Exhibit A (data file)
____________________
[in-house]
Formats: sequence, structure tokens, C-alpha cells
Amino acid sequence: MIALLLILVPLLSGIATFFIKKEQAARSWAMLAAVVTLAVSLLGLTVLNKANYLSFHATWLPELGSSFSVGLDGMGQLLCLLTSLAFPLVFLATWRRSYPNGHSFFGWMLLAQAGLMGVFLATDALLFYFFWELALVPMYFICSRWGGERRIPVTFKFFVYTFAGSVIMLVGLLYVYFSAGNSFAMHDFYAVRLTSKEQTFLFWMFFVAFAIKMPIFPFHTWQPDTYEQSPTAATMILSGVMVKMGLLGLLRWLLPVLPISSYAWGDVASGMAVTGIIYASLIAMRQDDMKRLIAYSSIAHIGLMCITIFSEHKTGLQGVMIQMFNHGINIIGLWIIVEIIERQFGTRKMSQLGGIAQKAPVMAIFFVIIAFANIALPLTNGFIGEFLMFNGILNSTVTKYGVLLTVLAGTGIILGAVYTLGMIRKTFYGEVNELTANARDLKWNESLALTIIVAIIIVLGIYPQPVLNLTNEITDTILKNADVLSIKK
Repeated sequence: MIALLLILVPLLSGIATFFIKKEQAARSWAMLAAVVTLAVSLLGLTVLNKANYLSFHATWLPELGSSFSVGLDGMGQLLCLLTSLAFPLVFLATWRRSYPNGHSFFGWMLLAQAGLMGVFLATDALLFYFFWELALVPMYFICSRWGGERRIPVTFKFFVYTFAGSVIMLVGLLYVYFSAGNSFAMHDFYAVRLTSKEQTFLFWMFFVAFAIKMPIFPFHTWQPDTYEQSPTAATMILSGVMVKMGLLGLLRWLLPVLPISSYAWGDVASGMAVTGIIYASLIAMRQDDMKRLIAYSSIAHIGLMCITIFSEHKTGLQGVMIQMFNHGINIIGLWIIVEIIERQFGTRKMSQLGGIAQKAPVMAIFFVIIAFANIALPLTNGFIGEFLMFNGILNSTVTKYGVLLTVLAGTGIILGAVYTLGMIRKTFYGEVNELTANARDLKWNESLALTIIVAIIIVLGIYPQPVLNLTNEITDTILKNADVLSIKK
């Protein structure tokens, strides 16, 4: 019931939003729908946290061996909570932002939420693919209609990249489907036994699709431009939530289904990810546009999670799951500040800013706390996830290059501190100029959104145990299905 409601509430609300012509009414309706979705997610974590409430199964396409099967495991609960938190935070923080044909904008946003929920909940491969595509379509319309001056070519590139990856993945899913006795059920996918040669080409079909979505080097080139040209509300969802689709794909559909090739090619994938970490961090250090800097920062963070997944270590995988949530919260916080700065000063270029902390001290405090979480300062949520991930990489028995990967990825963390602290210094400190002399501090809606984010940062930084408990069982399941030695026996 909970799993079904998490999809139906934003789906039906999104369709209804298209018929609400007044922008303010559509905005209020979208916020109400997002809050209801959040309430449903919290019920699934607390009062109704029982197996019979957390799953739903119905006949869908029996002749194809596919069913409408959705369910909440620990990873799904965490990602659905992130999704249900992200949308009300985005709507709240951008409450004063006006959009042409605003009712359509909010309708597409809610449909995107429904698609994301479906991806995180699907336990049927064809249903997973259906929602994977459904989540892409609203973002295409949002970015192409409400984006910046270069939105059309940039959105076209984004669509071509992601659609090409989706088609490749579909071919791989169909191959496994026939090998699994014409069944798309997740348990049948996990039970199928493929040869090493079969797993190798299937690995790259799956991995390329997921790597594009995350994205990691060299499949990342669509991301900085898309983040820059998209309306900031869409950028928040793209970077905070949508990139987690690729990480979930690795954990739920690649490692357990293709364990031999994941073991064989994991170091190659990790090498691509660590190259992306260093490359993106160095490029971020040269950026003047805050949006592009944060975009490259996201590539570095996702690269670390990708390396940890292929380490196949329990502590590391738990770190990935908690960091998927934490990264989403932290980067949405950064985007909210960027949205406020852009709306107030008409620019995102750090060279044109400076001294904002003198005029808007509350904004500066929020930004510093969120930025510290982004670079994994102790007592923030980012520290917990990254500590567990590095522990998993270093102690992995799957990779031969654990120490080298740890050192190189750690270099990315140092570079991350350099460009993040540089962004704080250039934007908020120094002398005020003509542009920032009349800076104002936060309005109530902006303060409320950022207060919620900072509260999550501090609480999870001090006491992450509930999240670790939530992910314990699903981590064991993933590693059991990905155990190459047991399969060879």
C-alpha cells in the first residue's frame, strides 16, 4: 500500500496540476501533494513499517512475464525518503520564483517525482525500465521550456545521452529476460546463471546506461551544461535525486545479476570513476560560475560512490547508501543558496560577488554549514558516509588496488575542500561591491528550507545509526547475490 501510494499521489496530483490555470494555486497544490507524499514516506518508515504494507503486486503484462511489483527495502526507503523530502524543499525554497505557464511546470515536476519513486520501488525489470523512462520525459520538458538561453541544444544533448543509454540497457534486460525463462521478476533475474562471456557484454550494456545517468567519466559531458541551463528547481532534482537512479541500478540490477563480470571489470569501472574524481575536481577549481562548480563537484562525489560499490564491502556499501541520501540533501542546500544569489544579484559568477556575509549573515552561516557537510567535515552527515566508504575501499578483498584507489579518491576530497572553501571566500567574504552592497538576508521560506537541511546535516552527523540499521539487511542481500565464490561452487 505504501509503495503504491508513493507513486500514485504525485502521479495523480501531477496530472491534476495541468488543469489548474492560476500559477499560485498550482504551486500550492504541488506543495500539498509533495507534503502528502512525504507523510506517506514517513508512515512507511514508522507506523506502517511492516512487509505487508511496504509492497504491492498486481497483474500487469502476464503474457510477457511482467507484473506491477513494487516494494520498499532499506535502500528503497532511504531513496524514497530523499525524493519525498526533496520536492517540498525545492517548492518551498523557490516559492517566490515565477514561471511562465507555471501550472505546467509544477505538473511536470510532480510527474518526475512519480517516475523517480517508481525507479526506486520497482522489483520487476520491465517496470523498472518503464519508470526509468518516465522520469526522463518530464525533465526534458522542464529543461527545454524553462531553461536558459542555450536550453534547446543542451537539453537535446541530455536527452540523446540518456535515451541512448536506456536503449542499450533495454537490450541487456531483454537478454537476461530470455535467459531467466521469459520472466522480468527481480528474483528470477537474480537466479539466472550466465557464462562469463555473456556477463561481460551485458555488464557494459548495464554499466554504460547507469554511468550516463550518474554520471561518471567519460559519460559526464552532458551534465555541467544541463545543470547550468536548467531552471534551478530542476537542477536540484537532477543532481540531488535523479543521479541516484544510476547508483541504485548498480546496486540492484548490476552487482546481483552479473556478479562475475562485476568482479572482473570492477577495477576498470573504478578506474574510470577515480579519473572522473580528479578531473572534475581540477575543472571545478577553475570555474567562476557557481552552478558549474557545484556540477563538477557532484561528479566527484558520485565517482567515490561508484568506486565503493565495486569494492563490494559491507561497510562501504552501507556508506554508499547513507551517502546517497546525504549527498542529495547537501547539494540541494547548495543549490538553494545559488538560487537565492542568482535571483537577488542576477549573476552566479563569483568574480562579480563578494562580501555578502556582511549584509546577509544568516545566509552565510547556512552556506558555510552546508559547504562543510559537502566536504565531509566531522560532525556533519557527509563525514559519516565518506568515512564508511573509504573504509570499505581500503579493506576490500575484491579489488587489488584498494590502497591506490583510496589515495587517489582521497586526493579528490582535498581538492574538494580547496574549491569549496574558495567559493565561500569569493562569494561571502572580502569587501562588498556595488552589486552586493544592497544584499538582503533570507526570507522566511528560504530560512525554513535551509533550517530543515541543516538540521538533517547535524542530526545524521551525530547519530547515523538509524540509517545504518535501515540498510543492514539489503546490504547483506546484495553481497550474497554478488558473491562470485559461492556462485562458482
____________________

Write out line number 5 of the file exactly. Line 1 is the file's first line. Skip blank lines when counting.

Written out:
């Protein structure tokens, strides 16, 4: 019931939003729908946290061996909570932002939420693919209609990249489907036994699709431009939530289904990810546009999670799951500040800013706390996830290059501190100029959104145990299905 409601509430609300012509009414309706979705997610974590409430199964396409099967495991609960938190935070923080044909904008946003929920909940491969595509379509319309001056070519590139990856993945899913006795059920996918040669080409079909979505080097080139040209509300969802689709794909559909090739090619994938970490961090250090800097920062963070997944270590995988949530919260916080700065000063270029902390001290405090979480300062949520991930990489028995990967990825963390602290210094400190002399501090809606984010940062930084408990069982399941030695026996 909970799993079904998490999809139906934003789906039906999104369709209804298209018929609400007044922008303010559509905005209020979208916020109400997002809050209801959040309430449903919290019920699934607390009062109704029982197996019979957390799953739903119905006949869908029996002749194809596919069913409408959705369910909440620990990873799904965490990602659905992130999704249900992200949308009300985005709507709240951008409450004063006006959009042409605003009712359509909010309708597409809610449909995107429904698609994301479906991806995180699907336990049927064809249903997973259906929602994977459904989540892409609203973002295409949002970015192409409400984006910046270069939105059309940039959105076209984004669509071509992601659609090409989706088609490749579909071919791989169909191959496994026939090998699994014409069944798309997740348990049948996990039970199928493929040869090493079969797993190798299937690995790259799956991995390329997921790597594009995350994205990691060299499949990342669509991301900085898309983040820059998209309306900031869409950028928040793209970077905070949508990139987690690729990480979930690795954990739920690649490692357990293709364990031999994941073991064989994991170091190659990790090498691509660590190259992306260093490359993106160095490029971020040269950026003047805050949006592009944060975009490259996201590539570095996702690269670390990708390396940890292929380490196949329990502590590391738990770190990935908690960091998927934490990264989403932290980067949405950064985007909210960027949205406020852009709306107030008409620019995102750090060279044109400076001294904002003198005029808007509350904004500066929020930004510093969120930025510290982004670079994994102790007592923030980012520290917990990254500590567990590095522990998993270093102690992995799957990779031969654990120490080298740890050192190189750690270099990315140092570079991350350099460009993040540089962004704080250039934007908020120094002398005020003509542009920032009349800076104002936060309005109530902006303060409320950022207060919620900072509260999550501090609480999870001090006491992450509930999240670790939530992910314990699903981590064991993933590693059991990905155990190459047991399969060879």